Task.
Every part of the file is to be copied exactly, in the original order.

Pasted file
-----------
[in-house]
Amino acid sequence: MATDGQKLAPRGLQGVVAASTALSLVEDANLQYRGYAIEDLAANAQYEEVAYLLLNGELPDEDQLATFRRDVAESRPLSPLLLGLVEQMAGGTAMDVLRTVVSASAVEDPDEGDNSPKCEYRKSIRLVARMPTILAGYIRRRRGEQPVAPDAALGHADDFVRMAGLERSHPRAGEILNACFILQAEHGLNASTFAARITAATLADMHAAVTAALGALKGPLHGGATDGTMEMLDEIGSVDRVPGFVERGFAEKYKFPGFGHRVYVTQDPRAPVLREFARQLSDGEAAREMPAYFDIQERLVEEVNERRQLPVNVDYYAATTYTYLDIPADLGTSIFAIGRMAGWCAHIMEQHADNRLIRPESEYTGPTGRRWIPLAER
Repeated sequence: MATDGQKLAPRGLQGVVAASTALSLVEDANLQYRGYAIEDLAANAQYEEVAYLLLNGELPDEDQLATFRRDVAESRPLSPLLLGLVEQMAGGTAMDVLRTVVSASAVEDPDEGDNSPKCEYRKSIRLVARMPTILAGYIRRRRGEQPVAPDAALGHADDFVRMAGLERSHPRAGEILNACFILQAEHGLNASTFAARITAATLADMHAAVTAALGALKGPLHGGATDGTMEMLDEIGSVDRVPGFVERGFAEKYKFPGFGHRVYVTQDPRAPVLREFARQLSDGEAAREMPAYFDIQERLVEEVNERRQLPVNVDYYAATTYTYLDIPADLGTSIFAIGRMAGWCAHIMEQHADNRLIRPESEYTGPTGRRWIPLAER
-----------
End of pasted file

[in-house]
Amino acid sequence: MATDGQKLAPRGLQGVVAASTALSLVEDANLQYRGYAIEDLAANAQYEEVAYLLLNGELPDEDQLATFRRDVAESRPLSPLLLGLVEQMAGGTAMDVLRTVVSASAVEDPDEGDNSPKCEYRKSIRLVARMPTILAGYIRRRRGEQPVAPDAALGHADDFVRMAGLERSHPRAGEILNACFILQAEHGLNASTFAARITAATLADMHAAVTAALGALKGPLHGGATDGTMEMLDEIGSVDRVPGFVERGFAEKYKFPGFGHRVYVTQDPRAPVLREFARQLSDGEAAREMPAYFDIQERLVEEVNERRQLPVNVDYYAATTYTYLDIPADLGTSIFAIGRMAGWCAHIMEQHADNRLIRPESEYTGPTGRRWIPLAER
Repeated sequence: MATDGQKLAPRGLQGVVAASTALSLVEDANLQYRGYAIEDLAANAQYEEVAYLLLNGELPDEDQLATFRRDVAESRPLSPLLLGLVEQMAGGTAMDVLRTVVSASAVEDPDEGDNSPKCEYRKSIRLVARMPTILAGYIRRRRGEQPVAPDAALGHADDFVRMAGLERSHPRAGEILNACFILQAEHGLNASTFAARITAATLADMHAAVTAALGALKGPLHGGATDGTMEMLDEIGSVDRVPGFVERGFAEKYKFPGFGHRVYVTQDPRAPVLREFARQLSDGEAAREMPAYFDIQERLVEEVNERRQLPVNVDYYAATTYTYLDIPADLGTSIFAIGRMAGWCAHIMEQHADNRLIRPESEYTGPTGRRWIPLAER